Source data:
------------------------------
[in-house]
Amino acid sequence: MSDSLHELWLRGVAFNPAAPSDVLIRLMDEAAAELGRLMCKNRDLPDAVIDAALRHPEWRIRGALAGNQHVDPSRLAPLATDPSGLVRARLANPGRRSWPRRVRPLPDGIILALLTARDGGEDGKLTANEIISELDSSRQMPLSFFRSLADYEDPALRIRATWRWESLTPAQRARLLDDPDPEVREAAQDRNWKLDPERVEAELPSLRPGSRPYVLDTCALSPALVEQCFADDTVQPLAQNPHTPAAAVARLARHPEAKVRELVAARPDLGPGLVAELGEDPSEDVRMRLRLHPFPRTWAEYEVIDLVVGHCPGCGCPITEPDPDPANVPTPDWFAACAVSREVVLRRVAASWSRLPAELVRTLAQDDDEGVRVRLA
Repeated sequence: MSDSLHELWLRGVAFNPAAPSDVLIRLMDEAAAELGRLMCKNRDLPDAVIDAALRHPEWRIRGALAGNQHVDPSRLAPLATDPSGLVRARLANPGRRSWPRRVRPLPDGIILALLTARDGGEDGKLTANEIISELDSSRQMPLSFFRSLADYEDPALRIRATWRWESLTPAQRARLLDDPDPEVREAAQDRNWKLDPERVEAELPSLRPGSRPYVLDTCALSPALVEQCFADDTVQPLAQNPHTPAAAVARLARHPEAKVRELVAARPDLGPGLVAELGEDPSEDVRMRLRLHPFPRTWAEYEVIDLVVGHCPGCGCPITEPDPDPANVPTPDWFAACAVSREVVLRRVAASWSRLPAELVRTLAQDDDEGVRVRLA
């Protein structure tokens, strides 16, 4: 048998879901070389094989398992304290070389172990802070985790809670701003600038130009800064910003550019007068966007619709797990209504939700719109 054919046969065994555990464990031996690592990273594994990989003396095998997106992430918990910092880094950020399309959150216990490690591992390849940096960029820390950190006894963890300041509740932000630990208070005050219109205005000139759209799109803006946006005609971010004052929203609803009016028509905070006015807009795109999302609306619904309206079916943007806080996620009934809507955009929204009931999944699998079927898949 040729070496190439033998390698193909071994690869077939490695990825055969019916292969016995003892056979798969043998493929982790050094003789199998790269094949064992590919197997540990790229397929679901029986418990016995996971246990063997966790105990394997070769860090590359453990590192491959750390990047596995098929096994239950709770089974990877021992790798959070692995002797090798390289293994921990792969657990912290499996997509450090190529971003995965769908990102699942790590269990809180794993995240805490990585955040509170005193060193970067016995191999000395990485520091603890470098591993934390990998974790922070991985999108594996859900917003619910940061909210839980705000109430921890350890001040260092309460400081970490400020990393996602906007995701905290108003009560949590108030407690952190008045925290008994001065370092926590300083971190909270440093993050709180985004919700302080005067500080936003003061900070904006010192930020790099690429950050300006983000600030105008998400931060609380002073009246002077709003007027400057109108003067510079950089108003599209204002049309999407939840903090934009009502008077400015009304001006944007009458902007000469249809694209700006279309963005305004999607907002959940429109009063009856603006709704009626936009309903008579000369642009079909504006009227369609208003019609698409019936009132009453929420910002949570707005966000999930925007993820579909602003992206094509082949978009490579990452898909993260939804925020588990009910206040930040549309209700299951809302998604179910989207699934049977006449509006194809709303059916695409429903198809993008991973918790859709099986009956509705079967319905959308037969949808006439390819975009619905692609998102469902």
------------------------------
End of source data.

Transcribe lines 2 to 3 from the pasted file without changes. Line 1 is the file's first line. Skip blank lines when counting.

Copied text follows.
Amino acid sequence: MSDSLHELWLRGVAFNPAAPSDVLIRLMDEAAAELGRLMCKNRDLPDAVIDAALRHPEWRIRGALAGNQHVDPSRLAPLATDPSGLVRARLANPGRRSWPRRVRPLPDGIILALLTARDGGEDGKLTANEIISELDSSRQMPLSFFRSLADYEDPALRIRATWRWESLTPAQRARLLDDPDPEVREAAQDRNWKLDPERVEAELPSLRPGSRPYVLDTCALSPALVEQCFADDTVQPLAQNPHTPAAAVARLARHPEAKVRELVAARPDLGPGLVAELGEDPSEDVRMRLRLHPFPRTWAEYEVIDLVVGHCPGCGCPITEPDPDPANVPTPDWFAACAVSREVVLRRVAASWSRLPAELVRTLAQDDDEGVRVRLA
Repeated sequence: MSDSLHELWLRGVAFNPAAPSDVLIRLMDEAAAELGRLMCKNRDLPDAVIDAALRHPEWRIRGALAGNQHVDPSRLAPLATDPSGLVRARLANPGRRSWPRRVRPLPDGIILALLTARDGGEDGKLTANEIISELDSSRQMPLSFFRSLADYEDPALRIRATWRWESLTPAQRARLLDDPDPEVREAAQDRNWKLDPERVEAELPSLRPGSRPYVLDTCALSPALVEQCFADDTVQPLAQNPHTPAAAVARLARHPEAKVRELVAARPDLGPGLVAELGEDPSEDVRMRLRLHPFPRTWAEYEVIDLVVGHCPGCGCPITEPDPDPANVPTPDWFAACAVSREVVLRRVAASWSRLPAELVRTLAQDDDEGVRVRLA